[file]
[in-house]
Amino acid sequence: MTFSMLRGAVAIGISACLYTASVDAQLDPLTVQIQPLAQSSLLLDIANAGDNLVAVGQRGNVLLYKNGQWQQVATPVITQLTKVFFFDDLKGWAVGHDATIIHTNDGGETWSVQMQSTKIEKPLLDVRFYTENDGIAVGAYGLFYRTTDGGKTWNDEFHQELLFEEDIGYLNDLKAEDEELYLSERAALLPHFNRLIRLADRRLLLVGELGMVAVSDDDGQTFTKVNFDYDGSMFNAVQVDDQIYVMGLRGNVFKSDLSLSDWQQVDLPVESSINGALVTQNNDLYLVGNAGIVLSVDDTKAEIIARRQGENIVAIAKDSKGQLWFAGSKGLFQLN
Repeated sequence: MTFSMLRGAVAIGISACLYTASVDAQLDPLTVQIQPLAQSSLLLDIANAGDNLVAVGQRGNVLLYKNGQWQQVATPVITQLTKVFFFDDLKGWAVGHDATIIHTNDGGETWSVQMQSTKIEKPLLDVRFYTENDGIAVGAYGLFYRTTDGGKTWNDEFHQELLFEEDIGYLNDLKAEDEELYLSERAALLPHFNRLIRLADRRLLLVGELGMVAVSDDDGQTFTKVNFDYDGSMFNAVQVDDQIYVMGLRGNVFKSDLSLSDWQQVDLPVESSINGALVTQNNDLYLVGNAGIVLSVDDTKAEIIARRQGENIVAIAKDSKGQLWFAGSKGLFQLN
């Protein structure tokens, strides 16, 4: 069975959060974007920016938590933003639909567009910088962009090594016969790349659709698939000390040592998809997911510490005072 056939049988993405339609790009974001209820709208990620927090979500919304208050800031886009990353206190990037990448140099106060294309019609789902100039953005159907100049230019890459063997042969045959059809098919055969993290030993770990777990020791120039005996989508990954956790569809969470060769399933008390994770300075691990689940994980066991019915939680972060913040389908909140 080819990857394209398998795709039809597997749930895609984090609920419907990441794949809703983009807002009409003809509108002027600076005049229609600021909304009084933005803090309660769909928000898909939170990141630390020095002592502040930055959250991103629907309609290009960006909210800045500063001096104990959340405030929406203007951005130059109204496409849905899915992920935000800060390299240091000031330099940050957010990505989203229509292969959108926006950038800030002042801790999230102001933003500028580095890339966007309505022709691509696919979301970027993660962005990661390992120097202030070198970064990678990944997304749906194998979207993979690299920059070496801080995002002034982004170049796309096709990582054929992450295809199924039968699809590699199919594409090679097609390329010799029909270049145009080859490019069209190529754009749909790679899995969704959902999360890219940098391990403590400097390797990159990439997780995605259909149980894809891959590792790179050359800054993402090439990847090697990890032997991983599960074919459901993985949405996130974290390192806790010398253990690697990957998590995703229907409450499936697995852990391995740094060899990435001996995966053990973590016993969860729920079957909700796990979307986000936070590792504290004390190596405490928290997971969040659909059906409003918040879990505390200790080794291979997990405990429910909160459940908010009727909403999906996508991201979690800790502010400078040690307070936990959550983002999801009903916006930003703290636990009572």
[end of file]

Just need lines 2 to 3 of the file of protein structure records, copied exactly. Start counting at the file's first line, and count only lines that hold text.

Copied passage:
Amino acid sequence: MTFSMLRGAVAIGISACLYTASVDAQLDPLTVQIQPLAQSSLLLDIANAGDNLVAVGQRGNVLLYKNGQWQQVATPVITQLTKVFFFDDLKGWAVGHDATIIHTNDGGETWSVQMQSTKIEKPLLDVRFYTENDGIAVGAYGLFYRTTDGGKTWNDEFHQELLFEEDIGYLNDLKAEDEELYLSERAALLPHFNRLIRLADRRLLLVGELGMVAVSDDDGQTFTKVNFDYDGSMFNAVQVDDQIYVMGLRGNVFKSDLSLSDWQQVDLPVESSINGALVTQNNDLYLVGNAGIVLSVDDTKAEIIARRQGENIVAIAKDSKGQLWFAGSKGLFQLN
Repeated sequence: MTFSMLRGAVAIGISACLYTASVDAQLDPLTVQIQPLAQSSLLLDIANAGDNLVAVGQRGNVLLYKNGQWQQVATPVITQLTKVFFFDDLKGWAVGHDATIIHTNDGGETWSVQMQSTKIEKPLLDVRFYTENDGIAVGAYGLFYRTTDGGKTWNDEFHQELLFEEDIGYLNDLKAEDEELYLSERAALLPHFNRLIRLADRRLLLVGELGMVAVSDDDGQTFTKVNFDYDGSMFNAVQVDDQIYVMGLRGNVFKSDLSLSDWQQVDLPVESSINGALVTQNNDLYLVGNAGIVLSVDDTKAEIIARRQGENIVAIAKDSKGQLWFAGSKGLFQLN